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Minister keen to announce good news but remains silent on bad news

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PRESS RELEASE i n t h e s e n a t e



The Minister for Resources and Energy, Senator Evans, is keen to announce the good news but remains silent when there is bad news.

Last week he enthused about official statistics which revealed that a number of oil drilling records were set in 1984. The records however did not include one for off-shore exploration wells where there was in fact a small reduction from the preĀ­ vious year. .

The Australian Petroleum Exploration Association survey (released yesterday) of proposed 1985 petroleum exploration and development activity reveals that Senator Evans drew some wrong conclusions m his previous statement. He talked about a resurgence in off-shore seismic activity and claimed that the figures for 1984 were "highly encouraging".

The APEA survey however reveals a different and more depressing situation. Although the on-shore exploration effort is forecast to be maintained in 1985, off-shore exploration is likely to be at its lowest level since 1981.

37 off-shore exploration wells are scheduled (only 24 of which will be new-field wild-cats), compared to 43 in 1984 and 49 in

However, more worrying is the forecast that off-shore seismic activity is not expected to be much different from the 1984 level. This is where Senator Evans really ran off the rails in his earlier statement when he claimed that there were encouraging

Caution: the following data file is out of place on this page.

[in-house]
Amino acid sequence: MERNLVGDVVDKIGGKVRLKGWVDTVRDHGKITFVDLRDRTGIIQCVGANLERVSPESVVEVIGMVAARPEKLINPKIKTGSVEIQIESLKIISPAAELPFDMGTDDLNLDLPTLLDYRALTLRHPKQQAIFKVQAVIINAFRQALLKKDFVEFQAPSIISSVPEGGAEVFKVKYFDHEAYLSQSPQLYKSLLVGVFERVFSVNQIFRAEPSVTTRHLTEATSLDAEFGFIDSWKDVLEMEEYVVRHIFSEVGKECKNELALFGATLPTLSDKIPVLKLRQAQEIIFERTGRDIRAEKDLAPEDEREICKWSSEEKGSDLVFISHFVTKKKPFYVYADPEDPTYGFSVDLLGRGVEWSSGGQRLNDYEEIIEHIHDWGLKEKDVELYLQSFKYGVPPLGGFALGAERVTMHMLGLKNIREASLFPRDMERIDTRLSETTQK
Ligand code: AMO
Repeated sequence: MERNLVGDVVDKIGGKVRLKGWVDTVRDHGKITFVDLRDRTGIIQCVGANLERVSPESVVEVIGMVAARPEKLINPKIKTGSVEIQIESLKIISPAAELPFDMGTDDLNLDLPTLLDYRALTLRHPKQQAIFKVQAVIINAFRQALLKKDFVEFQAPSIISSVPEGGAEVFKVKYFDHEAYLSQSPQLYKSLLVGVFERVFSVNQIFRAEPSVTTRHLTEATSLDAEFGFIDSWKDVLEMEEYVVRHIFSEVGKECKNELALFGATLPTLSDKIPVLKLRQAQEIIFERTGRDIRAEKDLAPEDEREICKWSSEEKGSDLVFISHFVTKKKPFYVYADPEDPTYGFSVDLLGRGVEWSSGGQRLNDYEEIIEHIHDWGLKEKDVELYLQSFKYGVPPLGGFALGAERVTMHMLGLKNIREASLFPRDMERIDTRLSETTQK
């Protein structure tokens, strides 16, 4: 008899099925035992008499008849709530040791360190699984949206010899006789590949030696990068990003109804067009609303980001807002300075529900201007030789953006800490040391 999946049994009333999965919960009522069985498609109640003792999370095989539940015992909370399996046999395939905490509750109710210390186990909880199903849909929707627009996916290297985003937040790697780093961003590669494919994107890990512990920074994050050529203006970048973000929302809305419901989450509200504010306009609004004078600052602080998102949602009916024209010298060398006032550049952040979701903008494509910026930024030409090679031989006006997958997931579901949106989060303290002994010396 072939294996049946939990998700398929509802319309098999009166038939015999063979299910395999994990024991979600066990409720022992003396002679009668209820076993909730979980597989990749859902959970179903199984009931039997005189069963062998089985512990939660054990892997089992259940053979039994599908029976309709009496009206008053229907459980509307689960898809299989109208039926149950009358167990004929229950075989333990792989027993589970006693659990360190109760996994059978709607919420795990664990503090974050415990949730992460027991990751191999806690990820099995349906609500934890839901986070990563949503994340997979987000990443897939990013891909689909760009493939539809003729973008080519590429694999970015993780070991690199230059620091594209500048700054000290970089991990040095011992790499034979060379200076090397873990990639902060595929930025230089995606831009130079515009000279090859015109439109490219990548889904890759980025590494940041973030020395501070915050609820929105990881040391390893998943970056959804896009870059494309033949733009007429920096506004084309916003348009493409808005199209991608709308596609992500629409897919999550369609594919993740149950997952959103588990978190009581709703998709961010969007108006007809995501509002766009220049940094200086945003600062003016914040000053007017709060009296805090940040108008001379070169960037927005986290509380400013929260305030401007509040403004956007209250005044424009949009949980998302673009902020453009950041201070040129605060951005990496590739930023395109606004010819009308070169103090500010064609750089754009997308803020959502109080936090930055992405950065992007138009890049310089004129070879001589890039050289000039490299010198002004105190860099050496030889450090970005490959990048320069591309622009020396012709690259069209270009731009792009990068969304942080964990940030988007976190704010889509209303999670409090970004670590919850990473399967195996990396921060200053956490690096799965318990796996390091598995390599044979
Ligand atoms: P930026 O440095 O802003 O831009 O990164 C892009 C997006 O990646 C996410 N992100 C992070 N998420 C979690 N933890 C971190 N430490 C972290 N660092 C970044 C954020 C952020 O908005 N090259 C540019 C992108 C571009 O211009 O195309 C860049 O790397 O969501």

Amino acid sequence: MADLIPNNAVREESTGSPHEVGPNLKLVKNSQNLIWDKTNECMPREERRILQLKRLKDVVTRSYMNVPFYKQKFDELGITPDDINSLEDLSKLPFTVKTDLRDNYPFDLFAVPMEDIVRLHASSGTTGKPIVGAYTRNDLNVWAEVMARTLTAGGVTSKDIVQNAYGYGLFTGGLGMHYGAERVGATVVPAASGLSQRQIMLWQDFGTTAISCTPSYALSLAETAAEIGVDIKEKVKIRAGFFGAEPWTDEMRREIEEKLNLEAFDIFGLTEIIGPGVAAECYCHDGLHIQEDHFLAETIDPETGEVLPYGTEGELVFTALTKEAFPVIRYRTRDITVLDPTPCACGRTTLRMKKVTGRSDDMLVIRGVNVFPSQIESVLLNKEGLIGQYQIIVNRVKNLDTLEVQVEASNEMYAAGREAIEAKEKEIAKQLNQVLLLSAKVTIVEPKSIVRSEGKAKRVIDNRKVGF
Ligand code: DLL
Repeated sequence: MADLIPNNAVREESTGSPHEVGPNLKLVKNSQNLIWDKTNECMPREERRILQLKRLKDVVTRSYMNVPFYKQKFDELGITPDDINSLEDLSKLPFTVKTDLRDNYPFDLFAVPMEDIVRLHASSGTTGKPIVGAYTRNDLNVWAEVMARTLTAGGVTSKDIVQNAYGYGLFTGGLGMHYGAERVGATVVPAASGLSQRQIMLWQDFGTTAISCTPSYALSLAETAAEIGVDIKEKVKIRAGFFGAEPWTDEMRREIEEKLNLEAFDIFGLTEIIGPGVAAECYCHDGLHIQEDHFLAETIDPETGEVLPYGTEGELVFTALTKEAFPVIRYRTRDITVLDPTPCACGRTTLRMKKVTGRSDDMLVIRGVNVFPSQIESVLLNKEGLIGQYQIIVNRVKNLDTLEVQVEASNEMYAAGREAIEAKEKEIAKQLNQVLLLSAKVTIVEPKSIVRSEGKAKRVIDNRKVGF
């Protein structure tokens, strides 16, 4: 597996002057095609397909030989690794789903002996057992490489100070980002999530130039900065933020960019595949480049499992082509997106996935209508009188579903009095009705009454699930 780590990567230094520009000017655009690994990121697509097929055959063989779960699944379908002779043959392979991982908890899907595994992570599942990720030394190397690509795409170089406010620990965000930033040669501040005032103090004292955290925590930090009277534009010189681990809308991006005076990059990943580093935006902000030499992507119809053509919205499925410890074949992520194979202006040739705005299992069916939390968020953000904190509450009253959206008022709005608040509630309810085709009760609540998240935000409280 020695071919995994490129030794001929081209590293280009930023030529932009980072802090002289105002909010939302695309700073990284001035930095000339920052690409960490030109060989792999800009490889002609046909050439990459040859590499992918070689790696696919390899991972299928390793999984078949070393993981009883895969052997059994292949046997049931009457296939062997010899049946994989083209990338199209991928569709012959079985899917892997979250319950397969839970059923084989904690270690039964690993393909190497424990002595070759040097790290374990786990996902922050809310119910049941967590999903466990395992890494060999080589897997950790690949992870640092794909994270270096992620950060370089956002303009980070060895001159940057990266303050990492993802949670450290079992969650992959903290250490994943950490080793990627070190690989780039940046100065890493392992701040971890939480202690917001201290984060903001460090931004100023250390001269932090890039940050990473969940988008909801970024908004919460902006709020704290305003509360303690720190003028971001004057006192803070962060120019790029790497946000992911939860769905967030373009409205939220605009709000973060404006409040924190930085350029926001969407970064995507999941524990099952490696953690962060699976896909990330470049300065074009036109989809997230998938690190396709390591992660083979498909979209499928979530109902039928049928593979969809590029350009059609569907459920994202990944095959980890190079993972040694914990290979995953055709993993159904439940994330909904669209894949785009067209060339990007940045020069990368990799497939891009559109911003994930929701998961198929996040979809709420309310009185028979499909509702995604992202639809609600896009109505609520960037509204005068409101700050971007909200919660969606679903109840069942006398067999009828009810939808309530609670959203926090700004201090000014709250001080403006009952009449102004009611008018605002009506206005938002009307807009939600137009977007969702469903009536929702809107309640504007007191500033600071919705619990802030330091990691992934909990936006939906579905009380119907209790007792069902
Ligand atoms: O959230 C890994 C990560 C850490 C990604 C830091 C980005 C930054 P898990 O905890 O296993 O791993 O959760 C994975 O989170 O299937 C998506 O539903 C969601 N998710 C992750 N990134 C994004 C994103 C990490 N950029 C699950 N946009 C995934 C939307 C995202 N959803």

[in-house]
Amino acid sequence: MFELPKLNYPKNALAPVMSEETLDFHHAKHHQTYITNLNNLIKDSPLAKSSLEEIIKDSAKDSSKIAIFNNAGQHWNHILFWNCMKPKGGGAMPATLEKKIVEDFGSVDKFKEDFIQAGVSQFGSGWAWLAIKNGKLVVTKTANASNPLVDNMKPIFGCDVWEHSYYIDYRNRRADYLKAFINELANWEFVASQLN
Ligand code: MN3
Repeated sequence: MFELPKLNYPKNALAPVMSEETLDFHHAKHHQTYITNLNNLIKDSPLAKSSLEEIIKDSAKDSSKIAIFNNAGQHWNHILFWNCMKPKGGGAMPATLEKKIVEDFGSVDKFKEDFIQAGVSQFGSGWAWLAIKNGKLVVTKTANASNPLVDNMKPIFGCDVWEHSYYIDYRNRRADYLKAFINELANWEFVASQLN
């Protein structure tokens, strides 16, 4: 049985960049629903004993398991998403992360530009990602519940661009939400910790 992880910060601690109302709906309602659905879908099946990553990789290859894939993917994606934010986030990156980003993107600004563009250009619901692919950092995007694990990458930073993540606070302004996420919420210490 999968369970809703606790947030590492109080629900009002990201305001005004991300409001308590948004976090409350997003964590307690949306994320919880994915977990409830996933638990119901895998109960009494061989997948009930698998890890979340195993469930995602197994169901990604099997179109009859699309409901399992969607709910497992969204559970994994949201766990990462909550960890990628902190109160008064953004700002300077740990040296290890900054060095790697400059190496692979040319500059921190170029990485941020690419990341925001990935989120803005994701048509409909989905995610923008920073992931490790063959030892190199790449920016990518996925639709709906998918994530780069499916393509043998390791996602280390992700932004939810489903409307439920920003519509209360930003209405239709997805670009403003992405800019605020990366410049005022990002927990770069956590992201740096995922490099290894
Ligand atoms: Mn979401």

signs of a resurgence in off-shore seismic work.

The APEA survey completely contradicts this misplaced enthusiasm.

1985 activity is forecast to remain sluggish in contrast to the great activity which took place in 1981 and 1982.

The decline in off-shore exploration is disturbing and it is foolish for Senator Evans to be talking up a situation which, although pleasing as far as on-shore exploration is concerned, contains clear evidence of problems ahead.

In order to maintain our present level of self-sufficiency in oil, APEA estimates Australia needs to discover 200 million barrels a year. Experts agree that this high level of discovery is much more likely to be made off-shore than on-shore.

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The significant reduction in off-shore wild-cats and seismic activity bodes ill for such discoveries in the years ahead.

In this climate the Government should be giving every encourageĀ­ ment to the industry rather than adding to disincentives with its resources rent tax to be introduced this year and its foreshadowed legislation for cash bonus bidding for exploration

licences in highly prospective areas.

These proposals have already created an air of uncertainty in an already difficult situation.

The APEA survey contains a clear warning to the Government when it says that "off-shore activity could change significantly after March/April 1985" when the full details of the Government's policies are likely to be known.

This clearly indicates that if the Government proposes further disincentives, off-shore activity could be even less than the present forecasts. The Government should take heed of this sombre warning.

PERTH 30 January 1985

Contact: Keith Kessell 09 3254482